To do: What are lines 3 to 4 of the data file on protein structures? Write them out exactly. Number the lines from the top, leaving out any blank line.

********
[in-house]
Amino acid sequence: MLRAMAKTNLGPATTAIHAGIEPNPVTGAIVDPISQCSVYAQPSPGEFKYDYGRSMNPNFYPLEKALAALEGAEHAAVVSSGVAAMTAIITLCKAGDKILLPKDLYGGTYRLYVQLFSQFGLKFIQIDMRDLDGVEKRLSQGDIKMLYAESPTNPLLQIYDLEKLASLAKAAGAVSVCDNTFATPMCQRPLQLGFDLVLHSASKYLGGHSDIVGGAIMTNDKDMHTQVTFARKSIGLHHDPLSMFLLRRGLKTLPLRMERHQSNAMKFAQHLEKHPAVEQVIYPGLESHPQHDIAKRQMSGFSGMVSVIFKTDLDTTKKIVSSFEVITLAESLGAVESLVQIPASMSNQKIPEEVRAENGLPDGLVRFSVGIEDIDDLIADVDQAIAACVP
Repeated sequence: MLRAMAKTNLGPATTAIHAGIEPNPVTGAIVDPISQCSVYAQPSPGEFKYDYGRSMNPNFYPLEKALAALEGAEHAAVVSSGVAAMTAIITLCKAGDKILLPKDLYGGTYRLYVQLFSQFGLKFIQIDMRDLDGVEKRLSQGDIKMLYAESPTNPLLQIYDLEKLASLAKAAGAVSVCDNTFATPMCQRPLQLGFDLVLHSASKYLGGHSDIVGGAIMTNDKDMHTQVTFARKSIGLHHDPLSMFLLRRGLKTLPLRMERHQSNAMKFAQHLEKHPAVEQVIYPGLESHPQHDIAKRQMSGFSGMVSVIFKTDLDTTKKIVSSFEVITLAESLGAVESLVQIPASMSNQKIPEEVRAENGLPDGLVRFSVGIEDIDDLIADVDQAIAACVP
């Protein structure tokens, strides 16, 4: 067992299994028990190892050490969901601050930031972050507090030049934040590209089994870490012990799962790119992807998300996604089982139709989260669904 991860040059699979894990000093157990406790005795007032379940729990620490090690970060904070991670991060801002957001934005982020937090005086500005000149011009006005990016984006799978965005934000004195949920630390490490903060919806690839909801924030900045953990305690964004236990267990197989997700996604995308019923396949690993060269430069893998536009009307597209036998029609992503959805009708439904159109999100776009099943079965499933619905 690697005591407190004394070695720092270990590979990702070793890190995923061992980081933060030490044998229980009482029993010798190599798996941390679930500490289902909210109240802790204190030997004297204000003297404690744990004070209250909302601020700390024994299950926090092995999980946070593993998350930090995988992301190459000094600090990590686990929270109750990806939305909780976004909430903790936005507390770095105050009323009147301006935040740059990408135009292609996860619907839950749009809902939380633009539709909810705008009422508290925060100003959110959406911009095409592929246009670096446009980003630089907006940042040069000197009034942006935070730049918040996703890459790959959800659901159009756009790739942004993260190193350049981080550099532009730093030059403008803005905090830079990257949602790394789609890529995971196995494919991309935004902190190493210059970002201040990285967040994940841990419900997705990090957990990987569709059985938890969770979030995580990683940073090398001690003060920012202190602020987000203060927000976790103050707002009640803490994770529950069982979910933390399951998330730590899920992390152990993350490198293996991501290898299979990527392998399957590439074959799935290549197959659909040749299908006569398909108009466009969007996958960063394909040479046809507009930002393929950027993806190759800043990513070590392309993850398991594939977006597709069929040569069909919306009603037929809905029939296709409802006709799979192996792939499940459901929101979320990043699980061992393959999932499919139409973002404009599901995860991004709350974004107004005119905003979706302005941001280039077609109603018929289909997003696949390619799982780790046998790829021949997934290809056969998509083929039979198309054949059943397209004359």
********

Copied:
Repeated sequence: MLRAMAKTNLGPATTAIHAGIEPNPVTGAIVDPISQCSVYAQPSPGEFKYDYGRSMNPNFYPLEKALAALEGAEHAAVVSSGVAAMTAIITLCKAGDKILLPKDLYGGTYRLYVQLFSQFGLKFIQIDMRDLDGVEKRLSQGDIKMLYAESPTNPLLQIYDLEKLASLAKAAGAVSVCDNTFATPMCQRPLQLGFDLVLHSASKYLGGHSDIVGGAIMTNDKDMHTQVTFARKSIGLHHDPLSMFLLRRGLKTLPLRMERHQSNAMKFAQHLEKHPAVEQVIYPGLESHPQHDIAKRQMSGFSGMVSVIFKTDLDTTKKIVSSFEVITLAESLGAVESLVQIPASMSNQKIPEEVRAENGLPDGLVRFSVGIEDIDDLIADVDQAIAACVP
């Protein structure tokens, strides 16, 4: 067992299994028990190892050490969901601050930031972050507090030049934040590209089994870490012990799962790119992807998300996604089982139709989260669904 991860040059699979894990000093157990406790005795007032379940729990620490090690970060904070991670991060801002957001934005982020937090005086500005000149011009006005990016984006799978965005934000004195949920630390490490903060919806690839909801924030900045953990305690964004236990267990197989997700996604995308019923396949690993060269430069893998536009009307597209036998029609992503959805009708439904159109999100776009099943079965499933619905 690697005591407190004394070695720092270990590979990702070793890190995923061992980081933060030490044998229980009482029993010798190599798996941390679930500490289902909210109240802790204190030997004297204000003297404690744990004070209250909302601020700390024994299950926090092995999980946070593993998350930090995988992301190459000094600090990590686990929270109750990806939305909780976004909430903790936005507390770095105050009323009147301006935040740059990408135009292609996860619907839950749009809902939380633009539709909810705008009422508290925060100003959110959406911009095409592929246009670096446009980003630089907006940042040069000197009034942006935070730049918040996703890459790959959800659901159009756009790739942004993260190193350049981080550099532009730093030059403008803005905090830079990257949602790394789609890529995971196995494919991309935004902190190493210059970002201040990285967040994940841990419900997705990090957990990987569709059985938890969770979030995580990683940073090398001690003060920012202190602020987000203060927000976790103050707002009640803490994770529950069982979910933390399951998330730590899920992390152990993350490198293996991501290898299979990527392998399957590439074959799935290549197959659909040749299908006569398909108009466009969007996958960063394909040479046809507009930002393929950027993806190759800043990513070590392309993850398991594939977006597709069929040569069909919306009603037929809905029939296709409802006709799979192996792939499940459901929101979320990043699980061992393959999932499919139409973002404009599901995860991004709350974004107004005119905003979706302005941001280039077609109603018929289909997003696949390619799982780790046998790829021949997934290809056969998509083929039979198309054949059943397209004359």